This study utilises X-ray Computed Micro-Tomography (μXCT) as a non-destructive and non-invasive method to recover the original surface features and reveal the characteristics of encrusted, illegible Roman copper-based coins before any physical cleaning process is performed. The coins were retrieved from the topsoil during an archaeological survey in the countryside of the ancient city of Aquileia, Italy, and were severely degraded, covered with accumulated matter and pronounced encrustations developed over centuries of aging buried in soil. Despite their condition, most of the coins were identified from a numismatic standpoint using tomographic data alone, with the aid of reference images. They were subsequently cleaned using traditional manual methods and the results compared with μXCT. X-ray Fluorescence (XRF) analysis of the coins after the physical cleaning confirmed their numismatic attribution and revealed information regarding the influence of different alloy compositions on the applicability of the μXCT method, as well as on the corrosion process of the coins. This study showcases how the application of μXCT on fragile corroded metal artifacts prior to any intrusive manual procedures can expedite the identification process, mitigating the risk of information loss caused by physical handling and cleaning. This approach proves particularly valuable when dealing with large numbers of coins that would typically require restoration for identification purposes. It also emphasises the numerous advantages of using μXCT for coin identification, provenance determination, dating, virtual restoration, digitisation, and long-term preservation.

X-ray computed microtomography: A non-invasive and time-efficient method for identifying and screening Roman copper-based coins

Abate, Francesco;
2024-01-01

Abstract

This study utilises X-ray Computed Micro-Tomography (μXCT) as a non-destructive and non-invasive method to recover the original surface features and reveal the characteristics of encrusted, illegible Roman copper-based coins before any physical cleaning process is performed. The coins were retrieved from the topsoil during an archaeological survey in the countryside of the ancient city of Aquileia, Italy, and were severely degraded, covered with accumulated matter and pronounced encrustations developed over centuries of aging buried in soil. Despite their condition, most of the coins were identified from a numismatic standpoint using tomographic data alone, with the aid of reference images. They were subsequently cleaned using traditional manual methods and the results compared with μXCT. X-ray Fluorescence (XRF) analysis of the coins after the physical cleaning confirmed their numismatic attribution and revealed information regarding the influence of different alloy compositions on the applicability of the μXCT method, as well as on the corrosion process of the coins. This study showcases how the application of μXCT on fragile corroded metal artifacts prior to any intrusive manual procedures can expedite the identification process, mitigating the risk of information loss caused by physical handling and cleaning. This approach proves particularly valuable when dealing with large numbers of coins that would typically require restoration for identification purposes. It also emphasises the numerous advantages of using μXCT for coin identification, provenance determination, dating, virtual restoration, digitisation, and long-term preservation.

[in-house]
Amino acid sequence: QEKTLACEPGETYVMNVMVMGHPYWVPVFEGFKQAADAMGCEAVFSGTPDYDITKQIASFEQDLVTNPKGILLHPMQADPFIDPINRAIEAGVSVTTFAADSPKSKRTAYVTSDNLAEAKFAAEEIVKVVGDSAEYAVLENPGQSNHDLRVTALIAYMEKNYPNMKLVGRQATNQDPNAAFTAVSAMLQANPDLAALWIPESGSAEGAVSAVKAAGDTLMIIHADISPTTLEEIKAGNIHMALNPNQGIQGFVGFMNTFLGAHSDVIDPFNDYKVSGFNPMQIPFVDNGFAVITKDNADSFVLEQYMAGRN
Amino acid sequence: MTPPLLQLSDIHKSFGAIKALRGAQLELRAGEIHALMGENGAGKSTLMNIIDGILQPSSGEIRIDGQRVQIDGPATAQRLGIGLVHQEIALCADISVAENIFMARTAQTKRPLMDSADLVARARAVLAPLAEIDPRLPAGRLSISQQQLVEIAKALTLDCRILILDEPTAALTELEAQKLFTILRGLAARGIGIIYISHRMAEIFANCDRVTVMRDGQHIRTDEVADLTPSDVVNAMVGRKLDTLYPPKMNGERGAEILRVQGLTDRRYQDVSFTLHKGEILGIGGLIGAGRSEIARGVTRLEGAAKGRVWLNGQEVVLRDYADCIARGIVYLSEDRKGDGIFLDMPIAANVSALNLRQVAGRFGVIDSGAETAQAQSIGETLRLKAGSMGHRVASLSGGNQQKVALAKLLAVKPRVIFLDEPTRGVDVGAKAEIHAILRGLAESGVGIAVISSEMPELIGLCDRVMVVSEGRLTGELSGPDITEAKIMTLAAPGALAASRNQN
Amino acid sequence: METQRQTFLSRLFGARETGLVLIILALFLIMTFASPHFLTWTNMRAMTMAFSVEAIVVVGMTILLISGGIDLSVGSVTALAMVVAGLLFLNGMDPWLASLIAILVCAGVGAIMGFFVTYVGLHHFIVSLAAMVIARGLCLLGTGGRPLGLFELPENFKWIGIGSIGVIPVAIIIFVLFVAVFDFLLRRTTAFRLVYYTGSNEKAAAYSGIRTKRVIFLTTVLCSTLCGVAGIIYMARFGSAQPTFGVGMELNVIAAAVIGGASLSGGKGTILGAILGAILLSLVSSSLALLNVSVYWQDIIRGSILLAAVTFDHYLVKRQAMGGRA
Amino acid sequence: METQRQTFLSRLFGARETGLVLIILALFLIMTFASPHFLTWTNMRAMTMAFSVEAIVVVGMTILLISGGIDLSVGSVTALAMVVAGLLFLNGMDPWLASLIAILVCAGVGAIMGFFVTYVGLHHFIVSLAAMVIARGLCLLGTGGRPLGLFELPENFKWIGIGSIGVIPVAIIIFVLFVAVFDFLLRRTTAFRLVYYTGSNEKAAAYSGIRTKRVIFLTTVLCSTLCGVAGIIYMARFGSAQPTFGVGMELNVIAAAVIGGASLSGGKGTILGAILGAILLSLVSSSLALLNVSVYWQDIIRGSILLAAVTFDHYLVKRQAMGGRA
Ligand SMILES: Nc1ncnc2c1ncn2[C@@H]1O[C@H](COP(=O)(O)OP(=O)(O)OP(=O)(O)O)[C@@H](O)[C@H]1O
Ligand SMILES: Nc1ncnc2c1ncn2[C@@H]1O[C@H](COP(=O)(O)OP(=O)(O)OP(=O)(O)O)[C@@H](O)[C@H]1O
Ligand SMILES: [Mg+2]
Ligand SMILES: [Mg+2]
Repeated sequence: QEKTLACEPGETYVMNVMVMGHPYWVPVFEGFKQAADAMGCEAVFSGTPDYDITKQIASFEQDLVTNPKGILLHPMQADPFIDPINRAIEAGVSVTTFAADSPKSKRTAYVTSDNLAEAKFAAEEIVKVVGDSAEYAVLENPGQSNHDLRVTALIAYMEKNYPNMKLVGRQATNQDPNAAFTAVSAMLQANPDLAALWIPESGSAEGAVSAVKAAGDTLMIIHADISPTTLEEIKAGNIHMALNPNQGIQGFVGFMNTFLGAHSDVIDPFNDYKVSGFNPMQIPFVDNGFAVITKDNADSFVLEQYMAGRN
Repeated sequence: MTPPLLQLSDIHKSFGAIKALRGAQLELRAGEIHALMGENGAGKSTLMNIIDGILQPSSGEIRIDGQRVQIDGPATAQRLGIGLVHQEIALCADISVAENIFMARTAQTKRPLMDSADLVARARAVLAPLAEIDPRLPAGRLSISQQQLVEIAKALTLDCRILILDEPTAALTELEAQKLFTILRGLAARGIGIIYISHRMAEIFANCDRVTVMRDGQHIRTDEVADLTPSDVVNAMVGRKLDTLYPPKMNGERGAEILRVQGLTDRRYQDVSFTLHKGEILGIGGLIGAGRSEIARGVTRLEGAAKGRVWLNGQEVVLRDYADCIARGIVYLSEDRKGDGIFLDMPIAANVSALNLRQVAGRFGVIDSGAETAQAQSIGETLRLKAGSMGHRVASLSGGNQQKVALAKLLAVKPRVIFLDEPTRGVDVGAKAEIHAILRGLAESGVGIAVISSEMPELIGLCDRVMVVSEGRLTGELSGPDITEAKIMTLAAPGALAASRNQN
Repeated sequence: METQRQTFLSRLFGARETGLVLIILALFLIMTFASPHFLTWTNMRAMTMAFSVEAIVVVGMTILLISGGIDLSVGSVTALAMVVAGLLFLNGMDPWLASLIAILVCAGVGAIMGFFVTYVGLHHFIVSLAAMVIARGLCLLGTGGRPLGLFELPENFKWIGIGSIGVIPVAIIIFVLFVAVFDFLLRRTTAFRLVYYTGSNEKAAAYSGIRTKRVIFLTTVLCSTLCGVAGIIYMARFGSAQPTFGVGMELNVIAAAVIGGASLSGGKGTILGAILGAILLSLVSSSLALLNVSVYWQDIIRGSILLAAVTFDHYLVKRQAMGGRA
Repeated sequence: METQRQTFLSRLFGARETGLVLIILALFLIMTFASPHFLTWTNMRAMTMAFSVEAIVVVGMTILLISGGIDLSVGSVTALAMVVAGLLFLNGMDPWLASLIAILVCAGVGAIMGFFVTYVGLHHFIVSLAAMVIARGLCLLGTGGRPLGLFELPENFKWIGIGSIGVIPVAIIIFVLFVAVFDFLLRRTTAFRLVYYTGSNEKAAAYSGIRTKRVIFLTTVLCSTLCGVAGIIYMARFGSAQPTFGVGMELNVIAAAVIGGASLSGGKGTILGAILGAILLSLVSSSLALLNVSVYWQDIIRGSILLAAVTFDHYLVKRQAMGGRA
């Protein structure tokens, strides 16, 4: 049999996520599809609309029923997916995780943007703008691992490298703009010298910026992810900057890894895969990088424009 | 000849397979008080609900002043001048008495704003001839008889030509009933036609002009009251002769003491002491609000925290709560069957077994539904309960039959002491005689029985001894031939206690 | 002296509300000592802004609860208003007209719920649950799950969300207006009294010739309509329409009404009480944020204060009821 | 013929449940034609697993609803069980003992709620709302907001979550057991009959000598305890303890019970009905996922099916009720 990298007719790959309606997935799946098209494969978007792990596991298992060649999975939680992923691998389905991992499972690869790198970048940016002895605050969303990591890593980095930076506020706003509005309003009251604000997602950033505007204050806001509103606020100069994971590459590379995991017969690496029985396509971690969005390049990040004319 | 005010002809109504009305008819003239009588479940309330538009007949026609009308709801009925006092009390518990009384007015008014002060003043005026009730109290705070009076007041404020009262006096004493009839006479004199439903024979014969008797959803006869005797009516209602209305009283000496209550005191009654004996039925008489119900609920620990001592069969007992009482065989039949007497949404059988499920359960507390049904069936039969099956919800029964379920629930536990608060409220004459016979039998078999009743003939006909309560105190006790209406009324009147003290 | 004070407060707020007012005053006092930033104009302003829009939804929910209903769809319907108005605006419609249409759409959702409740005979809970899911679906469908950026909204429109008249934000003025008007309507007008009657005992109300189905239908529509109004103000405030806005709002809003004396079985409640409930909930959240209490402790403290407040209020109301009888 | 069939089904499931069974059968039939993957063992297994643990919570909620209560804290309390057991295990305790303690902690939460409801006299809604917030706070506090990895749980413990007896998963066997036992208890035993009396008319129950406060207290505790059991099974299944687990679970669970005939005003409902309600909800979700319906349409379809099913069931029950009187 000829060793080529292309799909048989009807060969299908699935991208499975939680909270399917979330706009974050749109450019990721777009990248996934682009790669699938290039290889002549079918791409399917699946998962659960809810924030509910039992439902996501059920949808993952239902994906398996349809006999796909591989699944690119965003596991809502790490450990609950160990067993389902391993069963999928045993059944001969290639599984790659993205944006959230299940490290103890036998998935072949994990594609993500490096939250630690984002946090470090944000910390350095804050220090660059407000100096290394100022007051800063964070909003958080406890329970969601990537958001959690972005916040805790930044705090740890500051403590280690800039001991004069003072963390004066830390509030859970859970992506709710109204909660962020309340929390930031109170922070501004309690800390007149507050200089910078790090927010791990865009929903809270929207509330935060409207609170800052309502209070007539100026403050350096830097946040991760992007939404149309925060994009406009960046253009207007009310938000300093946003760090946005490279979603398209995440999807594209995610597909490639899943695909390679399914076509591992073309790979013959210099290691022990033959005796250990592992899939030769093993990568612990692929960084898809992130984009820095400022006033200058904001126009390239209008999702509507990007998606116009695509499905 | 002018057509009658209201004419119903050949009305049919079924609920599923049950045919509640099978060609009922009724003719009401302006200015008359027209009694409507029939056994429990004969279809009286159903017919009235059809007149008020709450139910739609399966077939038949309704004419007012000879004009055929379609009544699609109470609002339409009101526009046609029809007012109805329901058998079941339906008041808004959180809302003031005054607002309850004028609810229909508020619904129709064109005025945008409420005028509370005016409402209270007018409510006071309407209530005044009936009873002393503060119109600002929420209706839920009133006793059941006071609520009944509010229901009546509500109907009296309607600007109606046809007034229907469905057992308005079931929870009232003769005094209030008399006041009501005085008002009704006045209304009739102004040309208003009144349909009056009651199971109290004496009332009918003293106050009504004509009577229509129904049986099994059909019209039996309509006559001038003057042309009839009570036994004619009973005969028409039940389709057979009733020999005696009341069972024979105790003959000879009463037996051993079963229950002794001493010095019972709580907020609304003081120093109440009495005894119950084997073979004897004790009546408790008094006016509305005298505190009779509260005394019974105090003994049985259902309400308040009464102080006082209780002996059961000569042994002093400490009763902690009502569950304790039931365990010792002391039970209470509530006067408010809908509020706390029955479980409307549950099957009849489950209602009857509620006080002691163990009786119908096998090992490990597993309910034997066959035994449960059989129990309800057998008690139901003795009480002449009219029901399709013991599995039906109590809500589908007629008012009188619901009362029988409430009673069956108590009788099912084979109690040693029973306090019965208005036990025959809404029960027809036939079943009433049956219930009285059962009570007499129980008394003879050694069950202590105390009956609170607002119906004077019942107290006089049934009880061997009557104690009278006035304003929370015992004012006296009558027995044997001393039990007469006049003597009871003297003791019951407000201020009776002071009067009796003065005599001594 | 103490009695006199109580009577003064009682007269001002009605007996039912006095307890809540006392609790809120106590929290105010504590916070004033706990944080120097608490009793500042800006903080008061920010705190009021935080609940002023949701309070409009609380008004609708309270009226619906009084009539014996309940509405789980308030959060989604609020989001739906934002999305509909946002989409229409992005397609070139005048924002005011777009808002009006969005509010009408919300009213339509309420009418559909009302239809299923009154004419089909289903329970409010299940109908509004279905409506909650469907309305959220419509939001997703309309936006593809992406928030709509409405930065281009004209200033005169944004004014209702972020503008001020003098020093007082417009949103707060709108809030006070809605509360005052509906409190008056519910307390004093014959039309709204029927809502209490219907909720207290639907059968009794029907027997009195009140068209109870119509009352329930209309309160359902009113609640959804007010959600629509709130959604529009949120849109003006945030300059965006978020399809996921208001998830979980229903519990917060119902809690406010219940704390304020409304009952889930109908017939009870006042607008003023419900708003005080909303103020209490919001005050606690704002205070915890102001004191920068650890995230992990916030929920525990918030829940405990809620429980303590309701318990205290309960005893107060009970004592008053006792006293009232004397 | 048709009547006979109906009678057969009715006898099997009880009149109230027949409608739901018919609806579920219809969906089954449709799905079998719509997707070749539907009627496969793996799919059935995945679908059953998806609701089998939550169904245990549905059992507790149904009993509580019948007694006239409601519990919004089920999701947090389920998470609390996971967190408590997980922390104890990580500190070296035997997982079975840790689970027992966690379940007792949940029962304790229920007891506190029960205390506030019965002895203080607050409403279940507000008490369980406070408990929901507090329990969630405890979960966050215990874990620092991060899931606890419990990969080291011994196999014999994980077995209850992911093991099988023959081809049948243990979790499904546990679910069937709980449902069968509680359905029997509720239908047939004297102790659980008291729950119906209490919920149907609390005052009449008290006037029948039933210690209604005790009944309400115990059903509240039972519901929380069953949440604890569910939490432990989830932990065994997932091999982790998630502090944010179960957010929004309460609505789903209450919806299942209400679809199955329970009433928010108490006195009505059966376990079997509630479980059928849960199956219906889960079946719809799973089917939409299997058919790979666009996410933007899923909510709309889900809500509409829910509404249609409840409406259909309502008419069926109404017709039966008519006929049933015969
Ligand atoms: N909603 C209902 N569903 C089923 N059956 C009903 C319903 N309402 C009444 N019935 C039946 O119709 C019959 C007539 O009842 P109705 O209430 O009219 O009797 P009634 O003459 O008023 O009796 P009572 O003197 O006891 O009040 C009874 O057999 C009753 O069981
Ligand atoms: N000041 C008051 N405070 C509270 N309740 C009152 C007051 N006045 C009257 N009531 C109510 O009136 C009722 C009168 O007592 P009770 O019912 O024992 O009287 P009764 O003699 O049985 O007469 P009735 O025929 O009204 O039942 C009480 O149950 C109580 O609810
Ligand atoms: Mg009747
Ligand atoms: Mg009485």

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Utilizza questo identificativo per citare o creare un link a questo documento: https://hdl.handle.net/11368/3067330
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